2. Monitoring for bone disease
  3. Adjunctive therapies for bone disease (weight bearing exercise program, vitamin D and calcium supplementation, bisphosphonates)
  4. Pretreatment vaccination against hepatitis A virus (HAV) and hepatitis B virus (HBV)
  5. Management of treatment side effects and risks, including during pregnancy
  6. Alternative drug therapies for suboptimal response (cyclosporine, tacrolimus, or mycophenolate mofetil)
  7. Hepatic ultrasonography to detect hepatocellular carcinoma (HCC)
  8. Liver transplantation, management of recurrent disease after transplant with drug therapy and/or retransplantation in certain patients

Note: The following interventions and practices were considered but not recommended:

  • Immunosuppressive treatment in patients with minimal or no disease activity or inactive cirrhosis
  • Immunosuppressive treatment in patients with serious pre-existent comorbid conditions or previous known intolerances to prednisone, unless the disease is severe and progressive and adequate control measures for the comorbid conditions can be instituted
  • Azathioprine treatment in patients with a severe pretreatment cytopenia or known complete deficiency of thiopurine methyltransferase activity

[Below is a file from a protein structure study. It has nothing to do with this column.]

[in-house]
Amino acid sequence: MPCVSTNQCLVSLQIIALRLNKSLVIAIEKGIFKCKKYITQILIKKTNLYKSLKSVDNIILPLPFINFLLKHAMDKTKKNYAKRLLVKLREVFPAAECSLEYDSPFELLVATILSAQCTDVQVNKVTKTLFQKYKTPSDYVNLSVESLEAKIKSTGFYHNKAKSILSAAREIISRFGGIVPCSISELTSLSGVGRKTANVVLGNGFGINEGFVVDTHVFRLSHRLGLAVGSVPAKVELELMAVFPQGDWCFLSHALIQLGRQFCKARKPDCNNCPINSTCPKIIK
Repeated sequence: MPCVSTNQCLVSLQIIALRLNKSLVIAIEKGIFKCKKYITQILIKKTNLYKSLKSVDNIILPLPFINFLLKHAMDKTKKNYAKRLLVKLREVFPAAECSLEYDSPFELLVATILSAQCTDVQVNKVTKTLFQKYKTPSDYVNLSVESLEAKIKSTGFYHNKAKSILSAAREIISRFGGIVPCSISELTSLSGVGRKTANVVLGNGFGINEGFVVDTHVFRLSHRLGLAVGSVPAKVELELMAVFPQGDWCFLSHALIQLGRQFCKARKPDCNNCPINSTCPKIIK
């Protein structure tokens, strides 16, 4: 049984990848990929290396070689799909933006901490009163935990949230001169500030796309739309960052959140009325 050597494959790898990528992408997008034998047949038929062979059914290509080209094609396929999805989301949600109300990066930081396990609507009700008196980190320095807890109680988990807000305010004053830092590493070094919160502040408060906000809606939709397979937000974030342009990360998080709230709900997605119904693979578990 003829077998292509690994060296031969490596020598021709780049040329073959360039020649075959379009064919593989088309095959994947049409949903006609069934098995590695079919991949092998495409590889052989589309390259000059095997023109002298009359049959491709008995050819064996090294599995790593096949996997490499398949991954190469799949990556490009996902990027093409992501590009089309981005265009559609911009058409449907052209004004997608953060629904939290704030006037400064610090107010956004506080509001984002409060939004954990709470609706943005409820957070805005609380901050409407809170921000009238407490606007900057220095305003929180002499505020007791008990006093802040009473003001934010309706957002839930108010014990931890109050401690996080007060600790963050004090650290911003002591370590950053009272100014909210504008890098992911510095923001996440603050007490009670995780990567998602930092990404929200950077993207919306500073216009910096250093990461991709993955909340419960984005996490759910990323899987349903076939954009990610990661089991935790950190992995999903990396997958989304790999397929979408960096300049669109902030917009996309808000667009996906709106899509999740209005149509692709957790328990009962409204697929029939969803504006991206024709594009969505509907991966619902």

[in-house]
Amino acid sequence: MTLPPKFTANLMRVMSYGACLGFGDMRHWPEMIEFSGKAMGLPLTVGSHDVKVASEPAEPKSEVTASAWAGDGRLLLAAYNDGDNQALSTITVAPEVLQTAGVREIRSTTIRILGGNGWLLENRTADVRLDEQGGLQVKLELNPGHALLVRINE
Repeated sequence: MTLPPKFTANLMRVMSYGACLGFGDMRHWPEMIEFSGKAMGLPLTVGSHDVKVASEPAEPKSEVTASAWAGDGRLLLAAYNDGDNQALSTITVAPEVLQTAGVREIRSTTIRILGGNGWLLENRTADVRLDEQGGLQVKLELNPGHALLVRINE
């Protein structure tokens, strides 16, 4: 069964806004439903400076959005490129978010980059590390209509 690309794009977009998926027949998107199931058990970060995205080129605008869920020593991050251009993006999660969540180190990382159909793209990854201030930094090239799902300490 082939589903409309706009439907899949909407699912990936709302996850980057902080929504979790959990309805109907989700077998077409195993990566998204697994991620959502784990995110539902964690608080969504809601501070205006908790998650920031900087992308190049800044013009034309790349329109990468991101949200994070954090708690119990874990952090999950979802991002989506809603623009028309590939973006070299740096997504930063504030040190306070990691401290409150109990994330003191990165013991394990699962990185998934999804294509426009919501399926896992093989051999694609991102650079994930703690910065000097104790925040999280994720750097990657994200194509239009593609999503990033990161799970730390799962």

Major Outcomes Considered
  • Sensitivity and specificity of diagnostic tests and scoring systems for autoimmune hepatitis
  • Rates of clinical, laboratory, and histologic remission
  • Severity of disease
  • Treatment efficacy
  • Treatment failure
  • Progression to cirrhosis
  • Relapse rates
  • Survival
  • Death from liver failure
  • Requirement of liver transplantation
  • Drug-related adverse effects and complications

Methodology

Methods Used to Collect/Select the Evidence
Searches of Electronic Databases
Description of Methods Used to Collect/Select the Evidence

These guidelines on autoimmune hepatitis are based on a formal review and analysis of the recently published world literature on the topic (Medline search).

Number of Source Documents

Not stated

Methods Used to Assess the Quality and Strength of the Evidence
Weighting According to a Rating Scheme (Scheme Given)
Rating Scheme for the Strength of the Evidence

Level of Evidence

Level A Data derived from multiple randomized clinical trials or meta-analyses

Level B Data derived from a single randomized trial, or nonrandomized studies

Level C Only consensus opinion of experts, case studies, or standard of care